Support 100 years of independent journalism.

What is left of Princess Diana? – Audio Long Reads

Twenty-five years after her death, Diana Spencer has been eclipsed by monuments and myth.

By Tanya Gold and Alix Kroeger

The shock of her death on 31 August 1997 sparked mass public mourning, a crisis within the royal family, and a test of the prime minister Tony Blair’s leadership. A quarter of a century later, how is “the People’s Princess” remembered?

Reporter Tanya Gold goes in search of the woman behind the myths, the movies and the conspiracy theories – visiting the Spencer family home, Althorp, where Diana is buried, and a walking trail of her London haunts and monuments. She meets the keepers of Diana’s flame, including the curator of an online museum of memorabilia (the princess’s Wellington boots, 50 handwritten notes to her hairdresser), a sculptor, a former colleague, and the staff of Madame Tussauds’ waxwork museum, where Diana stands “opposite Henry VIII, who would have executed her”.

This article was originally published in the 26 August-1 September issue of the New Statesman; you can read the text version here.

Written by Tanya Gold and read by Alix Kroeger.

You might also enjoy listening to The making of Prince William by Tanya Gold.

Select and enter your email address Quick and essential guide to domestic and global politics from the New Statesman's politics team. A weekly newsletter helping you fit together the pieces of the global economic slowdown. The New Statesman’s global affairs newsletter, every Monday and Friday. The best of the New Statesman, delivered to your inbox every weekday morning. The New Statesman’s weekly environment email on the politics, business and culture of the climate and nature crises - in your inbox every Thursday. Our weekly culture newsletter – from books and art to pop culture and memes – sent every Friday. A weekly round-up of some of the best articles featured in the most recent issue of the New Statesman, sent each Saturday. A newsletter showcasing the finest writing from the ideas section and the NS archive, covering political ideas, philosophy, criticism and intellectual history - sent every Wednesday. Sign up to receive information regarding NS events, subscription offers & product updates.
  • Administration / Office
  • Arts and Culture
  • Board Member
  • Business / Corporate Services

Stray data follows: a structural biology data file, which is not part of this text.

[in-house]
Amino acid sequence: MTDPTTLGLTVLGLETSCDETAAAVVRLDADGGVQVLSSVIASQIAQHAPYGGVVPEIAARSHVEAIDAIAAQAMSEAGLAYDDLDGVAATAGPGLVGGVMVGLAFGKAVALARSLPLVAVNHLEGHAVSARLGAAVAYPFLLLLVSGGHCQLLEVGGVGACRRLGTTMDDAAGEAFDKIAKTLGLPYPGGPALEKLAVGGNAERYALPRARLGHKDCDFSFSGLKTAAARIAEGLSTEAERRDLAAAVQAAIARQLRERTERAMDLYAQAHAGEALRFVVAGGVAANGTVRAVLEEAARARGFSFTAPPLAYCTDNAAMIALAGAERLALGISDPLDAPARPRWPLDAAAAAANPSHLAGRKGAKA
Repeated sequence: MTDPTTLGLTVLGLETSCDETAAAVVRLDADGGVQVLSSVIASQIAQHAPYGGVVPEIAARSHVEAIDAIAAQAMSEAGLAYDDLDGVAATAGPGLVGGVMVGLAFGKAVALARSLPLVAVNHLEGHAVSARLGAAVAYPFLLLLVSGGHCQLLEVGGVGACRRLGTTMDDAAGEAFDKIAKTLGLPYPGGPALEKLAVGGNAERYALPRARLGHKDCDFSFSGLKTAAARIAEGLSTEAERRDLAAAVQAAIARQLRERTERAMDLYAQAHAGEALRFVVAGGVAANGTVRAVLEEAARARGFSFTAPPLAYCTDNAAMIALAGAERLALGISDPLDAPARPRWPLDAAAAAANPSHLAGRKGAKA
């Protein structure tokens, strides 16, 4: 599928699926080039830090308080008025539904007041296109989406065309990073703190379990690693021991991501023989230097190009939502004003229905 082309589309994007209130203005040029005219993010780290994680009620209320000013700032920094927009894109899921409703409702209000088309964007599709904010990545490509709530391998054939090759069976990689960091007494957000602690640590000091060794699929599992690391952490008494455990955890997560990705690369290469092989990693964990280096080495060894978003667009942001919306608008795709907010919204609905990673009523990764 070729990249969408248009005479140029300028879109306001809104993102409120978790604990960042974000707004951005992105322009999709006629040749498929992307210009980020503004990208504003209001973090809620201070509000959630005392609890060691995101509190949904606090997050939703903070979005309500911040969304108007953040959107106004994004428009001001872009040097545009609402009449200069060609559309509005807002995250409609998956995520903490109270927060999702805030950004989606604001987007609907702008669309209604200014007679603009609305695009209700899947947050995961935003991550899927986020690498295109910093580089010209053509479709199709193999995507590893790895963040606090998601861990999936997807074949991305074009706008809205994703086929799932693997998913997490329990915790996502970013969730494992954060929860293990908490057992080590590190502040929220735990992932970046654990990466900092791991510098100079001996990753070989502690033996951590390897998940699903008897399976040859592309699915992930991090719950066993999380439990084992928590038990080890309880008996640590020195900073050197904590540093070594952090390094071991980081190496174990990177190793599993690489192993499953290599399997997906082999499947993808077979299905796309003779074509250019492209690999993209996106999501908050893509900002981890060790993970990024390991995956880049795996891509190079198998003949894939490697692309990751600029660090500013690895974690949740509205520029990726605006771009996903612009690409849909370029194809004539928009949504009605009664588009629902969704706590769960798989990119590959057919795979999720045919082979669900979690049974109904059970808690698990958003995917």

• Client / Customer Services
  • Communications
  • Construction, Works, Engineering
  • Education, Curriculum and Teaching
  • Environment, Conservation and NRM
  • Facility / Grounds Management and Maintenance
  • Finance Management
  • Health - Medical and Nursing Management
  • HR, Training and Organisational Development
  • Information and Communications Technology
  • Information Services, Statistics, Records, Archives
  • Infrastructure Management - Transport, Utilities
  • Legal Officers and Practitioners
  • Librarians and Library Management
  • Management
  • Marketing
  • OH&S, Risk Management
  • Operations Management
  • Planning, Policy, Strategy
  • Printing, Design, Publishing, Web
  • Projects, Programs and Advisors
  • Property, Assets and Fleet Management
  • Public Relations and Media
  • Purchasing and Procurement
  • Quality Management
  • Science and Technical Research and Development
  • Security and Law Enforcement
  • Service Delivery
  • Sport and Recreation
  • Travel, Accommodation, Tourism
  • Wellbeing, Community / Social Services
I consent to New Statesman Media Group collecting my details provided via this form in accordance with the Privacy Policy
THANK YOU

Podcast listeners can get a subscription to the New Statesman for just £1 per week, for 12 weeks. Visit www.newstatesman.com/podcastoffer.

Content from our partners
Why competition is the key to customer satisfaction
High streets remain vitally important to local communities
The future of gas

How to listen to Audio Long Reads

1. In podcast apps

Audio Long Reads is available to listen on all major podcast players, including Apple PodcastsSpotifyGoogle PodcastsYouTube and more. Either click the links above to open in your preferred player, or open the podcast app on your device and search for “Audio Long Reads”. Follow or subscribe in your podcast app to receive new episodes as soon as they publish.

2. On the New Statesman website

The podcast is also available to listen right here on the New Statesman website. Bookmark https://www.newstatesman.com/podcasts/audio-long-reads, where we will publish new episodes every Saturday morning.

3. On your smart speaker

If you have an Amazon Echo, Google Home or Apple HomePod, ask it to “play the latest episode of Audio Long Reads from the New Statesman”. The command will also work on other smart devices equipped with Alexa, Google Assistant or Siri.